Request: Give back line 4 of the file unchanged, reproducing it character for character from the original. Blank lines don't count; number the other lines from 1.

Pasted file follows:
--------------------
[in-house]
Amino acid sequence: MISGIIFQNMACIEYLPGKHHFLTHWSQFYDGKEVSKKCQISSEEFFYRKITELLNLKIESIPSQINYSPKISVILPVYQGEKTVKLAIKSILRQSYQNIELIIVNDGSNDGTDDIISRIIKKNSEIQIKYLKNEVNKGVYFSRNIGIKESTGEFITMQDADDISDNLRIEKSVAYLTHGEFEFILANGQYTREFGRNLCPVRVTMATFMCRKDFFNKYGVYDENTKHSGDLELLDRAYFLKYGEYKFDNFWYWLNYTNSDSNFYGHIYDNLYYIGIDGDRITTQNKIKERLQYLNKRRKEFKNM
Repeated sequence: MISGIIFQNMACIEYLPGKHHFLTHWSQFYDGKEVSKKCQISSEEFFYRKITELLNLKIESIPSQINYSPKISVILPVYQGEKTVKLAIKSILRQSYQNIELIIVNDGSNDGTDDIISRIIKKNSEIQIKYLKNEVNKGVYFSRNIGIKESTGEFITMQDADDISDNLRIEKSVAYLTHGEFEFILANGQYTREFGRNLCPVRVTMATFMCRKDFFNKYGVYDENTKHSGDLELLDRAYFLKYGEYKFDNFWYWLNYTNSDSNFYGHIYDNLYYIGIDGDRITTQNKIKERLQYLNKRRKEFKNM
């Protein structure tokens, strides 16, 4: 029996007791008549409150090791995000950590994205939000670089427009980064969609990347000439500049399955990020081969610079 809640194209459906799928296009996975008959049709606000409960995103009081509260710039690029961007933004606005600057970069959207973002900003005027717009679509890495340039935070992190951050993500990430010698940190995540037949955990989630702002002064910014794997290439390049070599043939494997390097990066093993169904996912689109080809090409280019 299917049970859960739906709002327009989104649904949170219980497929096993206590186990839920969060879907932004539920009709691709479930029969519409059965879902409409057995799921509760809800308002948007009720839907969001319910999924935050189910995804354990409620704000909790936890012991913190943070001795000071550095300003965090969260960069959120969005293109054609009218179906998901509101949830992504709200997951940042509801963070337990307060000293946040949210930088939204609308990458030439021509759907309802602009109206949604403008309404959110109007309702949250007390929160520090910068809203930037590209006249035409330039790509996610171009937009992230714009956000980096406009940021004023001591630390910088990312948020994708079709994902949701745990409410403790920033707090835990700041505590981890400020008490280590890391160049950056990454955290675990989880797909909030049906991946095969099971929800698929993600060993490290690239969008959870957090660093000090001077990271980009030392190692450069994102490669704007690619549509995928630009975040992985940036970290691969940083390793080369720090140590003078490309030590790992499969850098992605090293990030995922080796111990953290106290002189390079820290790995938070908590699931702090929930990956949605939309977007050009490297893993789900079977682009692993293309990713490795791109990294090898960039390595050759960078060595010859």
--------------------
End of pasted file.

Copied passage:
């Protein structure tokens, strides 16, 4: 029996007791008549409150090791995000950590994205939000670089427009980064969609990347000439500049399955990020081969610079 809640194209459906799928296009996975008959049709606000409960995103009081509260710039690029961007933004606005600057970069959207973002900003005027717009679509890495340039935070992190951050993500990430010698940190995540037949955990989630702002002064910014794997290439390049070599043939494997390097990066093993169904996912689109080809090409280019 299917049970859960739906709002327009989104649904949170219980497929096993206590186990839920969060879907932004539920009709691709479930029969519409059965879902409409057995799921509760809800308002948007009720839907969001319910999924935050189910995804354990409620704000909790936890012991913190943070001795000071550095300003965090969260960069959120969005293109054609009218179906998901509101949830992504709200997951940042509801963070337990307060000293946040949210930088939204609308990458030439021509759907309802602009109206949604403008309404959110109007309702949250007390929160520090910068809203930037590209006249035409330039790509996610171009937009992230714009956000980096406009940021004023001591630390910088990312948020994708079709994902949701745990409410403790920033707090835990700041505590981890400020008490280590890391160049950056990454955290675990989880797909909030049906991946095969099971929800698929993600060993490290690239969008959870957090660093000090001077990271980009030392190692450069994102490669704007690619549509995928630009975040992985940036970290691969940083390793080369720090140590003078490309030590790992499969850098992605090293990030995922080796111990953290106290002189390079820290790995938070908590699931702090929930990956949605939309977007050009490297893993789900079977682009692993293309990713490795791109990294090898960039390595050759960078060595010859």